“I have joined legislative colleagues and many others over the past several years to sound the alarm, particularly over how these irrational and unsustainable mandates will come at great costs and consequences. Far too many New Yorkers have remained in the dark about these potential costs and consequences, largely because Governor Hochul and her clean energy czars either didn’t truly know or really didn’t want to shine any light on it. Now they’re suddenly looking to change course?

“Many of us in the Senate and Assembly Republican conferences have steadfastly highlighted the plan’s extreme efforts to eliminate reliable, affordable sources of energy that are vital for the citizens and communities we represent. We have also fully encouraged New York’s past efforts to increase cleaner and renewable power, efforts that have been astoundingly successful. New York State is already a national and worldwide leader accounting for just 0.4% of global carbon emissions.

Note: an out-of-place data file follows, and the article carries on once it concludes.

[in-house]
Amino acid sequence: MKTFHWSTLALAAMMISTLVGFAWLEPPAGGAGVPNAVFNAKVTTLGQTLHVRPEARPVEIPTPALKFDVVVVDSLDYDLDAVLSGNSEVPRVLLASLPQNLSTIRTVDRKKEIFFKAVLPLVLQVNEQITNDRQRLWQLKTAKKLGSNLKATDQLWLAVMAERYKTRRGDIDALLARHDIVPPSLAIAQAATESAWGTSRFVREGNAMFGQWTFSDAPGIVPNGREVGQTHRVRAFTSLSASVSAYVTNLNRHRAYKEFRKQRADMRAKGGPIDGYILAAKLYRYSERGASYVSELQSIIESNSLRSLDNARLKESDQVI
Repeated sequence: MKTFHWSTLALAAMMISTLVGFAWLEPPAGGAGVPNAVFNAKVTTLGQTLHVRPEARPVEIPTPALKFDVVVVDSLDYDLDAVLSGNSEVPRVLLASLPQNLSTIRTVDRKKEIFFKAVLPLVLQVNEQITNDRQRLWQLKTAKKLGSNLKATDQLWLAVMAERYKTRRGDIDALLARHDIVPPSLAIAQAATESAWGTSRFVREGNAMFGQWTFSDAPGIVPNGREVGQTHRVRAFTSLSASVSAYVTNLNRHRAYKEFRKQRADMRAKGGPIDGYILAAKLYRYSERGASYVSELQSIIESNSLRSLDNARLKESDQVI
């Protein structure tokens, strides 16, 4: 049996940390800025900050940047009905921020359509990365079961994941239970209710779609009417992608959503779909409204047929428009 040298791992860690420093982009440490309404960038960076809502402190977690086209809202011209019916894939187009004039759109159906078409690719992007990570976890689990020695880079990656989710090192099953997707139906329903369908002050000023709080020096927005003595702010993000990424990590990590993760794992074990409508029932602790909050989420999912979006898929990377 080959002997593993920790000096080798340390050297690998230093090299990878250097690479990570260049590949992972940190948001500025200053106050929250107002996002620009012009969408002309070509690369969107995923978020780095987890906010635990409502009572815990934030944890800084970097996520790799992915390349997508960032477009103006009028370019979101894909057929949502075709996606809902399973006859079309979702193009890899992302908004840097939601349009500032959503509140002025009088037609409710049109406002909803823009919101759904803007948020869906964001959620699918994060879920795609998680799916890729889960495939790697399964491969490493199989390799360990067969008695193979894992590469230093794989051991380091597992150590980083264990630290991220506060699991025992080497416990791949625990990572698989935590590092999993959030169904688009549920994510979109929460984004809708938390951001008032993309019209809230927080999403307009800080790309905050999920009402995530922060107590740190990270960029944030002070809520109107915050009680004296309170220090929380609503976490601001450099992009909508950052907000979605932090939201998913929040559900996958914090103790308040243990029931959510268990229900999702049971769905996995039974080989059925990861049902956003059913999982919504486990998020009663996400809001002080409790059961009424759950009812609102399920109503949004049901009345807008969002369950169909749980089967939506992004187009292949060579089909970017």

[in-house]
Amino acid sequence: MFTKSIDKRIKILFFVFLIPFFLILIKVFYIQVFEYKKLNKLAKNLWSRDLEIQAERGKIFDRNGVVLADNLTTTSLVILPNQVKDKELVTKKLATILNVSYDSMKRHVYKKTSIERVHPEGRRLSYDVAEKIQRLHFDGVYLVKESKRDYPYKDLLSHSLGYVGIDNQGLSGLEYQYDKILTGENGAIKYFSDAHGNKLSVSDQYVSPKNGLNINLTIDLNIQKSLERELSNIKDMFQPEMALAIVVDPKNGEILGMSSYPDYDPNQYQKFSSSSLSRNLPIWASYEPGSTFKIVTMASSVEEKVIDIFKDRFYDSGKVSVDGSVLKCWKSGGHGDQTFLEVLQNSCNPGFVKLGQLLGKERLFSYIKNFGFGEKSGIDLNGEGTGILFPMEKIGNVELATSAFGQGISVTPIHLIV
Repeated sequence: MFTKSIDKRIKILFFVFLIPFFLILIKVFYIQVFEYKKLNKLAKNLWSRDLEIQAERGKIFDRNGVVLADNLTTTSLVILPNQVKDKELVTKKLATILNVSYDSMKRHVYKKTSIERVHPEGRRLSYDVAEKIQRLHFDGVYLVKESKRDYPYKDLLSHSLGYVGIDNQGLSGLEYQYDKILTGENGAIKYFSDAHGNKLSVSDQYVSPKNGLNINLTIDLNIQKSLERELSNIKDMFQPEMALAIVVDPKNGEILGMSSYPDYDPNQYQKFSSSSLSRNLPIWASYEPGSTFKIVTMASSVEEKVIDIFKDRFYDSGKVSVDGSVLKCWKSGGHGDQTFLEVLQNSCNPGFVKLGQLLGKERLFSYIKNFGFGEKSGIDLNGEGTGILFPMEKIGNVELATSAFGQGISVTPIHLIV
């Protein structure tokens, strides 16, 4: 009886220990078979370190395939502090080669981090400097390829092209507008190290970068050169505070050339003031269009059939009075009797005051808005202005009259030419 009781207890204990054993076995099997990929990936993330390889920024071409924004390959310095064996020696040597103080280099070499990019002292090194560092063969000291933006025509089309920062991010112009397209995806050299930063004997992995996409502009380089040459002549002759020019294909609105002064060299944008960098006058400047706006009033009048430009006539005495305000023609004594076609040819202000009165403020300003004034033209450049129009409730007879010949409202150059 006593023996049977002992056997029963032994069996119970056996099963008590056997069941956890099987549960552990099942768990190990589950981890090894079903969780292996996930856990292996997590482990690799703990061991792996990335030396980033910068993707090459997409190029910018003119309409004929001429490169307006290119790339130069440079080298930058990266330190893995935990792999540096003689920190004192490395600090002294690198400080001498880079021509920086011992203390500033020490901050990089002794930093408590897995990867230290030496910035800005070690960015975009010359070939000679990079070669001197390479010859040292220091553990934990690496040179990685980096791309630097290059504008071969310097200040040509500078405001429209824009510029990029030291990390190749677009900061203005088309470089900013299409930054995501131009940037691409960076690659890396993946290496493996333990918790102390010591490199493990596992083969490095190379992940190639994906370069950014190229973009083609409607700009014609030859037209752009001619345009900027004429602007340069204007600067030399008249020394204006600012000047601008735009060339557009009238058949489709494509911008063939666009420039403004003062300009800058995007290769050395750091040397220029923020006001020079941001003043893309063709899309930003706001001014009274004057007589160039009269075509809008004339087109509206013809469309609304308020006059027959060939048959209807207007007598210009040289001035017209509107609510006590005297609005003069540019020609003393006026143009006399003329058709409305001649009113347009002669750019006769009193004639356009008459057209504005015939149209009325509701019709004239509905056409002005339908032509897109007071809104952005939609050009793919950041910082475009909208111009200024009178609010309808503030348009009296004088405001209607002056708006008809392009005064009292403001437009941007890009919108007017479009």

New York State consumes less total energy per capita than all but two other states. New York State’s per capita energy consumption for the transportation sector is the lowest in the nation. In 2020, New York State’s per capita energy-related carbon dioxide emissions were lower than those of any other state. However, New York State's CO² emissions have since increased about 24% due to the closing of the Indian Point nuclear electricity generating plant - another glaring example of the lack of foresight and rationality in New York's energy plan.

“Nevertheless, New York’s ongoing leap into the energy unknown will have no impact on the actions of neighboring states or, even more critically, on China, India, or Russia, which account for 40% of global emissions. In other words, even if New York State does reach zero emissions, there will be zero impact on our own climate or the global climate at large, yet all New Yorkers will pay a heavy, heavy price.

“While I believe New York State should continue to be a leader on reducing emissions, it remains important to keep sounding the alarm that the state’s strategy as it stands is not realistic or achievable, and unreasonably risks energy grid reliability and affordability. We’re glad to finally have Governor Hochul and some legislative Democrats recognizing the reality of what’s ahead for all New Yorkers if we stay on this course.

“It remains important for more citizens, communities, businesses, families, and workers to fully understand where New York’s energy future is headed and to demand a desperately needed rethinking and slowing down of this process.”